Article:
## Chapter 7

## Q. 7.4

Find the work done by the force

\mathbf{F}(\mathbf{x})=b x y \mathbf{i} + c y \mathbf{j}, (7.24a)

in moving a particle from the origin (0, 0) to the point (1, a) along the paths defined by (i) a parabola *y* = *ax*² and (ii) the lines* x* = 0 and *y* = *a*. Here *a*, *b*, *c* are constants. (iii) What condition must be satisfied in order that the force (7.24a) may be conservative?

## Step-by-Step

## Verified Solution

**Solution of (i).** The work done by the force (7.24a) in moving the particle

from (0, 0) to (1, a) on any path is given by (7.23):

\mathscr{W}=\int_{\left(x_1, y_1, z_1\right)}^{\left(x_2, y_2, z_2\right)}\left(F_x d x+F_y d y + F_z d z\right) (7.23)

\mathscr{W}=\int_{\mathscr{C}} \mathbf{F} \cdot d \mathbf{x}=\int_{(0,0)}^{(1, a)} b x y d x+c y d y. (7.24b)

To integrate the first term in this equation, it is evident that we shall need to know how y is related to *x.* This means that the path must be specified, and hence the force (7.24a) is a nonconservative force.

For the parabolic path *y* = *ax*² shown in Fig. 7.5a, the path integral in (7.24b) becomes

\mathscr{W}=\int_{(0,0)}^{(1, a)} a b x^3 d x + c y d y=\int_0^1 a b x^3 d x + \int_0^a c y d y. (7.24c)

Hence, the work done by the nonconservative force (7.24a) in moving the particle along the parabolic path *y* = *ax²* from (0, 0) to (1, a) is

\mathscr{W}=\frac{a b}{4} + \frac{c a^2}{2} (7.24d)

**Solution of (ii).** Consider the work done by the same force (7.24a) acting over the path defined by the lines *x* = 0 and *y* = *a* joining the same end points, as shown in Fig. 7.5b. The path \mathscr{C} consists of two parts \mathscr{C}_1 and \mathscr{C}_2 ; hence , (7.21) is written as

\mathscr{W}=\int_{\mathscr{C}} \mathbf{F}(\mathbf{x}) \cdot d \mathbf{x}=\int_{\mathbf{x}_1}^{\mathbf{x}_2} \mathbf{F}(\mathbf{x})\cdot d \mathbf{x} (7.21)

\mathscr{W}=\int_{\mathscr{C}=\mathscr{C}_1 \cup \mathscr{C}_2} \mathbf{F} \cdot d \mathbf{x}=\int_{\mathscr{C}_1} \mathbf{F} \cdot d \mathbf{x} + \int_{\mathscr{C}_2} \mathbf{F} \cdot d \mathbf{x} (7.25a)

wherein each integrand has the form of (7.24b). Now, *x* = 0 and *y* is variable on \mathscr{C}_1; hence, (7.24b) applied to \mathscr{C}_1 yields

\int_{\mathscr{C}_1} \mathbf{F} \cdot d \mathbf{x}=\int_{(0,0)}^{(0, a)} c y d y=\int_0^a c y d y=\frac{c a^2}{2} (7.25b)

Similarly, *y* = *a*, *dy* = 0 and *x* is variable on \mathscr{C}_2; hence, application of (7.24b) to \mathscr{C}_2 gives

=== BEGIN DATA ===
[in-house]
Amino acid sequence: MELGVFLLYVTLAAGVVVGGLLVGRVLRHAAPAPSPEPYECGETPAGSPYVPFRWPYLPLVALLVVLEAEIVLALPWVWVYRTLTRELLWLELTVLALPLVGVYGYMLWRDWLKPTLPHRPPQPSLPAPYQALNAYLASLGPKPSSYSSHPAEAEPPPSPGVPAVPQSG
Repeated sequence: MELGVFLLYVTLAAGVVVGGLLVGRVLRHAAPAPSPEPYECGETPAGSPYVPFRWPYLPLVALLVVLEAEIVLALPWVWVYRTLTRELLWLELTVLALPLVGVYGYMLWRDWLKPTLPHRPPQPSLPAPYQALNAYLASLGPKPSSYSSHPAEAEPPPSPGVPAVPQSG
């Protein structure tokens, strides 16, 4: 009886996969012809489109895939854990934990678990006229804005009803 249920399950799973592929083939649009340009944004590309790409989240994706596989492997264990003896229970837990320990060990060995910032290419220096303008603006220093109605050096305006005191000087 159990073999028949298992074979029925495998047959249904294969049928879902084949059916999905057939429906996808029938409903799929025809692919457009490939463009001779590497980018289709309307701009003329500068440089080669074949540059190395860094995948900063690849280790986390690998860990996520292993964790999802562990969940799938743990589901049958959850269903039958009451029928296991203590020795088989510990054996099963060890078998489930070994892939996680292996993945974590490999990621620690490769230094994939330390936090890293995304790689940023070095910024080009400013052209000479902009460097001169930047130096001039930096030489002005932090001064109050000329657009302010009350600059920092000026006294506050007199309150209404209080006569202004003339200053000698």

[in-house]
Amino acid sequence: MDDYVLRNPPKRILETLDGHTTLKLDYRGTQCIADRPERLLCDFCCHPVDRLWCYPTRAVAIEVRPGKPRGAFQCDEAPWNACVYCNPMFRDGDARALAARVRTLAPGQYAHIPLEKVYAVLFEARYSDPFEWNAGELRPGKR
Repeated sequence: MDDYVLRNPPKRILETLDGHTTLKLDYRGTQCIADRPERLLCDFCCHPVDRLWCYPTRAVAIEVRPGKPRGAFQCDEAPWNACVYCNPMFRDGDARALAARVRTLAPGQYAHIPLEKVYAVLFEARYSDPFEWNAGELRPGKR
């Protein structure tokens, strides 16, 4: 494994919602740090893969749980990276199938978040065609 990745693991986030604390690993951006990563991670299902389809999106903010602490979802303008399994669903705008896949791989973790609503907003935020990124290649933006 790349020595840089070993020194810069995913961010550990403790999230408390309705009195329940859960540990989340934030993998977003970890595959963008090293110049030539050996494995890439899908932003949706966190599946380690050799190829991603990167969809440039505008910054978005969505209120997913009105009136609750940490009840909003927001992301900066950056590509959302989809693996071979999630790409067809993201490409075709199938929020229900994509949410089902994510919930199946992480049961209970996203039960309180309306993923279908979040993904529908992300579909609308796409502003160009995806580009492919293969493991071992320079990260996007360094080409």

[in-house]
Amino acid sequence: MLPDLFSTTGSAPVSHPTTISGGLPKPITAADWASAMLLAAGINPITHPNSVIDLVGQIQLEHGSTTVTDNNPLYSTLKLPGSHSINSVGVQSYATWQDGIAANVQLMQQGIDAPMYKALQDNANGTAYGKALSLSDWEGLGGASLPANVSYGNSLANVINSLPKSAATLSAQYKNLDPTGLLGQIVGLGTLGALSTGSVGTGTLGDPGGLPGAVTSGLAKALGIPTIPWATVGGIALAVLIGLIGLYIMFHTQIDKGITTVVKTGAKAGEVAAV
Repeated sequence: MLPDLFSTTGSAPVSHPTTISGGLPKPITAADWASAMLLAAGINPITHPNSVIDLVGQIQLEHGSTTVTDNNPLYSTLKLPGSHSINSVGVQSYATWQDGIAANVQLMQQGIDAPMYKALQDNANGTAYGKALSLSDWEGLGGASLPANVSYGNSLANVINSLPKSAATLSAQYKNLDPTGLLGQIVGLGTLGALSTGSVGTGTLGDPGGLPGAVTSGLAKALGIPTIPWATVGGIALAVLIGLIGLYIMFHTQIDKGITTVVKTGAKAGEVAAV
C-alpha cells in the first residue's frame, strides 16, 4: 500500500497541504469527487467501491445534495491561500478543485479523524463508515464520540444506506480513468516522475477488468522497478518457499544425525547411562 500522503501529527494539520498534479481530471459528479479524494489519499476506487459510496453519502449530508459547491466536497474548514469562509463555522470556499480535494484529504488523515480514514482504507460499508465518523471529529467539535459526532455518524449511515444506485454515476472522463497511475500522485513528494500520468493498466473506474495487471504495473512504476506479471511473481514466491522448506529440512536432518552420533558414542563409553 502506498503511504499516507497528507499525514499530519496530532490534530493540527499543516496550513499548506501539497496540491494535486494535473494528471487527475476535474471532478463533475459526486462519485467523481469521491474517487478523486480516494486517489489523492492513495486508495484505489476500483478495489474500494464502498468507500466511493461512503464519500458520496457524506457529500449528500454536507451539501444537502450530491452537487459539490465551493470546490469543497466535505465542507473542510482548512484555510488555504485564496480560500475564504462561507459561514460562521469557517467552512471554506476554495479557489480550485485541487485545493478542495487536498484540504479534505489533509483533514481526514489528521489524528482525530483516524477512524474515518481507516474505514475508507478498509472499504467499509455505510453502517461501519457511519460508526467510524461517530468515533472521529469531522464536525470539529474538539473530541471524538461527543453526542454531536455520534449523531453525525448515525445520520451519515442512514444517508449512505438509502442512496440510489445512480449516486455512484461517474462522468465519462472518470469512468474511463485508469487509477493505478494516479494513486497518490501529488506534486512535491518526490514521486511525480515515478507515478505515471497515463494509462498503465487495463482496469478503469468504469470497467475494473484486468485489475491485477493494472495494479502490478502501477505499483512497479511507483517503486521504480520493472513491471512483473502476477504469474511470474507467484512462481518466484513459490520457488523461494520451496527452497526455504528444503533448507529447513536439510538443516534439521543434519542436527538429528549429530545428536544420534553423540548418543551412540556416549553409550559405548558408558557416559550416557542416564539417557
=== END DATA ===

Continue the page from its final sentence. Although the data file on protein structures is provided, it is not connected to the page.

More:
\int_{\mathscr{C}_2} \mathbf{F} \cdot d \mathbf{x}=\int_{(0,0)}^{(1, a)} a b x d x=\int_0^1 a b x d x=\frac{a b}{2}. (7.25c)

Therefore, the total work done by the force (7.24a) in moving the particle over the path \mathscr{C}=\mathscr{C}_1 \cup \mathscr{C}_2 between the same end states from (0, 0) to (1, a), by (7.25a) , is

\mathscr{W}=\frac{a b}{2} + \frac{c a^2}{2} (7.25d)

To conclude, let the reader consider the following additional example.

**Exercise 7.4.** Show that the work done by the force (7.24a) in moving the particle over the straight line path *y* = *ax* joining (0, 0) to (1 , a) is given by

\mathscr{W}=\frac{a b}{3} + \frac{c a^2}{2} (7.25e)

**Solution of (iii).** Finally, we wish to determine the condition to be satisfied in order that (7.24a) may be conservative. The solutions (7.24d), (7.25d), and (7.25e) show that the work done by the same force will be the same for all paths considered above only if *b* = 0. This is the condition needed for the force (7.24a) to be conservative . Indeed, conversely, let us consider the force

\mathbf{F}=c y \mathbf{j}. (7.26a)

Then the work done by **F** acting over a path \mathscr{C} joining (0, 0) to (1, a) is given by

\mathscr{W}=\int_{\mathscr{C}} \mathbf{F} \cdot d \mathbf{x}=\int_{(0,0)}^{(1, a)} c y d y=\int_0^a c y d y=\frac{c a^2}{2}. (7.26b)

Note that in this integration there is no need to mention a specific path \mathscr{C}. This result is independent of the path; it depends only on values at the end points. The force (7.26a) is a conservative force. We thus find that the work done by the force (7.24a) is independent of the particle’s path, when and only when *b* =0.